Many forget her activism during America's VERY troubled times. Those times make today's issues look like shadow puppets on a wall. Yet, she raised her voice in protest AND support. Her activism for women and singing songs of inspiration went beyond race. 

As a young scholar, I presented and lectured on Aretha Franklin at a conference a few decades ago. She had been ill even then, and it seemed to be due to her love of performing on stage and of interacting with live audiences. She recovered from her collapse. Many of her stage moments since then have been legendary.

One of my favorites: she sings live on stage during the 2015 Kennedy Center Awards segment celebrating Carole King's musical accomplishments. Carole King's "Natural Woman" became one of Aretha Franklin's biggest hit songs.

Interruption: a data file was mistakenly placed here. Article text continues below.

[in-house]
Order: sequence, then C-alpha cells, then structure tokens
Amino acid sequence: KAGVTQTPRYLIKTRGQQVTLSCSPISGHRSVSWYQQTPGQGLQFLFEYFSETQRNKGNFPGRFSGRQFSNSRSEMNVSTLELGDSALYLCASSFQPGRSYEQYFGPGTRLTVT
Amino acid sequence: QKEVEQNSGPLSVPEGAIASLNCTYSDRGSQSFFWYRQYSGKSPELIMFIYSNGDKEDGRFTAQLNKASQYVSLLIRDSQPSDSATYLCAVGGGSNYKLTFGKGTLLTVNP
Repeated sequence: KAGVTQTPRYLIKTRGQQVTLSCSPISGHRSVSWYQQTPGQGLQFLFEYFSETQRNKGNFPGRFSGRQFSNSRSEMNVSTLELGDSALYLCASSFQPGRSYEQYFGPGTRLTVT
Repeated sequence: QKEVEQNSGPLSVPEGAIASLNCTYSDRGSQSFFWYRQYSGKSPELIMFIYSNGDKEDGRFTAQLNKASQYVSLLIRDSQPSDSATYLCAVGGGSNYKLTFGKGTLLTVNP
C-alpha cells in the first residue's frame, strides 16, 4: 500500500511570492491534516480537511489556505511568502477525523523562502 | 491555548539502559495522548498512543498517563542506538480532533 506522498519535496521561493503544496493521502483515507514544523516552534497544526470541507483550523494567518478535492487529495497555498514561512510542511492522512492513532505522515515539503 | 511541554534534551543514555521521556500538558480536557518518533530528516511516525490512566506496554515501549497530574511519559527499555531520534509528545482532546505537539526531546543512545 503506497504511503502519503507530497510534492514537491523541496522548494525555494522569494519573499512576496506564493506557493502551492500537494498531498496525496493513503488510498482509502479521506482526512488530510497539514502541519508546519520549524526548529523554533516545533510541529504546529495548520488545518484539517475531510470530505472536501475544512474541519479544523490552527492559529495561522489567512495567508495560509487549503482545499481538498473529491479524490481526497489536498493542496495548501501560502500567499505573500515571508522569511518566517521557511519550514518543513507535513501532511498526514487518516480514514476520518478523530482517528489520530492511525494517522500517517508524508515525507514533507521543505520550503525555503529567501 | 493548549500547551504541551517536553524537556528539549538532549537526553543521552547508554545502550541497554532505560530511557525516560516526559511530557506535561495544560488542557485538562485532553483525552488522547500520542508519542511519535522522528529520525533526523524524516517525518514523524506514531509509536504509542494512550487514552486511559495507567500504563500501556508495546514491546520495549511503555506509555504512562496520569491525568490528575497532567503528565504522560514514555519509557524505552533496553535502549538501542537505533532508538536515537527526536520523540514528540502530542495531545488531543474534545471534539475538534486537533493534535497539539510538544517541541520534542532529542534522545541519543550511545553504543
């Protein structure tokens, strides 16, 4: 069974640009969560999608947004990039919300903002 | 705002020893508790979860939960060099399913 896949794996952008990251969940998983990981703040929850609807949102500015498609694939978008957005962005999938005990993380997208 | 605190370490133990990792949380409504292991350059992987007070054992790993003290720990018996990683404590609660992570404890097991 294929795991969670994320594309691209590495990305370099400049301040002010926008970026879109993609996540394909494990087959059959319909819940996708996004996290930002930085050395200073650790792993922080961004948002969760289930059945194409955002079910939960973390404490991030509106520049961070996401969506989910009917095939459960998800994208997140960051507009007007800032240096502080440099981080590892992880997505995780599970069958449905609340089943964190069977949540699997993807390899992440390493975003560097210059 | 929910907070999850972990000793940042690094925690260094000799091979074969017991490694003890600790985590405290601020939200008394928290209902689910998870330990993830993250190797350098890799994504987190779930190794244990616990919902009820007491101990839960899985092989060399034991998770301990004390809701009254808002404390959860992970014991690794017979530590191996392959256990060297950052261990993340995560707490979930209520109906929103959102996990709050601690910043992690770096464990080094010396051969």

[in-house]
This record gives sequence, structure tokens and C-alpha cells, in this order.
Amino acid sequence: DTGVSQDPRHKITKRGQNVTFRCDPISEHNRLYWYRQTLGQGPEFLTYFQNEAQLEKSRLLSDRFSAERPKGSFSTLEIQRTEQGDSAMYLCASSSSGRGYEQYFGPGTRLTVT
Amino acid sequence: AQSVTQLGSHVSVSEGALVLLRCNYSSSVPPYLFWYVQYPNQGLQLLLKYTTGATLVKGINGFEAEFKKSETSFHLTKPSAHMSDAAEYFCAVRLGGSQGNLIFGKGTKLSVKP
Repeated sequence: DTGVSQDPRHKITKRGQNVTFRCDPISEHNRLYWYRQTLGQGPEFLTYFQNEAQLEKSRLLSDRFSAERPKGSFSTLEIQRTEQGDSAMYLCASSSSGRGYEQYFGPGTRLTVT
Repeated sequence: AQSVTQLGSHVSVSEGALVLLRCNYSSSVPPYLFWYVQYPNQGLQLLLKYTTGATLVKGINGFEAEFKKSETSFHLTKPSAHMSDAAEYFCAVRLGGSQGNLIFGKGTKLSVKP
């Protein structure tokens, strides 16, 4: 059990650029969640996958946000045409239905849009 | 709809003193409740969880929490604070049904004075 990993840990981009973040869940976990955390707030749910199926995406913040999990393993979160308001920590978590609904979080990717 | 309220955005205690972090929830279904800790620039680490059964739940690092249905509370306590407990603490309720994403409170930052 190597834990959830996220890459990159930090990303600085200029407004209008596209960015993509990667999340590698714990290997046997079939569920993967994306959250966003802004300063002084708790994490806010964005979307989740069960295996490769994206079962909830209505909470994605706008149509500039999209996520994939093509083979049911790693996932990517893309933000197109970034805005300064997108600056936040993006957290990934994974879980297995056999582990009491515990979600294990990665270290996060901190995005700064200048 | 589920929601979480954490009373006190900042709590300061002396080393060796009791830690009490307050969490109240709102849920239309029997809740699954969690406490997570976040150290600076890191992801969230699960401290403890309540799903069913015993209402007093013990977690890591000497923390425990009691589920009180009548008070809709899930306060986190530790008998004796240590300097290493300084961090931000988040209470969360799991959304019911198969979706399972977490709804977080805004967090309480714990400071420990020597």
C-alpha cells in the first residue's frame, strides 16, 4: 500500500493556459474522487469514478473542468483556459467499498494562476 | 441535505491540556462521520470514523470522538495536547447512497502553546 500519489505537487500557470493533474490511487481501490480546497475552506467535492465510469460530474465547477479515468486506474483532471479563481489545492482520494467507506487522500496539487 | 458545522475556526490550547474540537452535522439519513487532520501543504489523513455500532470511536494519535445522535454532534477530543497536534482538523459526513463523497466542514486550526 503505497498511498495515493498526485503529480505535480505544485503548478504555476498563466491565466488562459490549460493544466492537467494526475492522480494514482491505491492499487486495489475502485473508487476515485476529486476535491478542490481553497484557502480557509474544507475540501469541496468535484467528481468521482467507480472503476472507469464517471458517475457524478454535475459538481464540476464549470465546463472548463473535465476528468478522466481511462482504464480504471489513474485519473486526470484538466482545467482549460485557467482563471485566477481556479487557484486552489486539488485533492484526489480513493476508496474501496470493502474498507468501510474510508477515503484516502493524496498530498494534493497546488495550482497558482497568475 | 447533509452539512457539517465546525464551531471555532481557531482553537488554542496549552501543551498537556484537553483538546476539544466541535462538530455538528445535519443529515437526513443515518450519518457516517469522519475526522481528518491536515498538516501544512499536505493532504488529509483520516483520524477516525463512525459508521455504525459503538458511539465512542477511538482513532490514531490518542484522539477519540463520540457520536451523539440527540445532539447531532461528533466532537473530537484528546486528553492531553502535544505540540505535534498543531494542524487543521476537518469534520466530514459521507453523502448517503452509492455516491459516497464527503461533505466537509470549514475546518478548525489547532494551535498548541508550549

So much to say.  Only a brief reflection: Aretha Franklin, an artistic gift from God to the world.

Bless you and thank you Ms. Franklin,
Delores Fisher


1. Eileen Southern, "Soul Music" The Music of Black Americans: A History 3rd ed. (W. W. Norton   & Company Inc., 1997), 517-518.

2. Earl L. Stewart, "Soul Music:1960 To 1980" African American Music:An Introduction (New York Schirmer Books, 1998), 230-231.

3. Portia Maultsby, "The Impact of Gospel Music on the Secular Music Industry" in From Jubilee to Hip Hop:Readings in African American Music Kip Lornell, ed. (New Jersey: Prentice Hall, 2010), 182-183.

4. Portia K. Maultsby, "Soul" in African American Music: An Introduction. Mellonee V. Burnim and Portia K. Maultsb, eds.,(New York: Taylor & Francis Group, 2006), 280-283.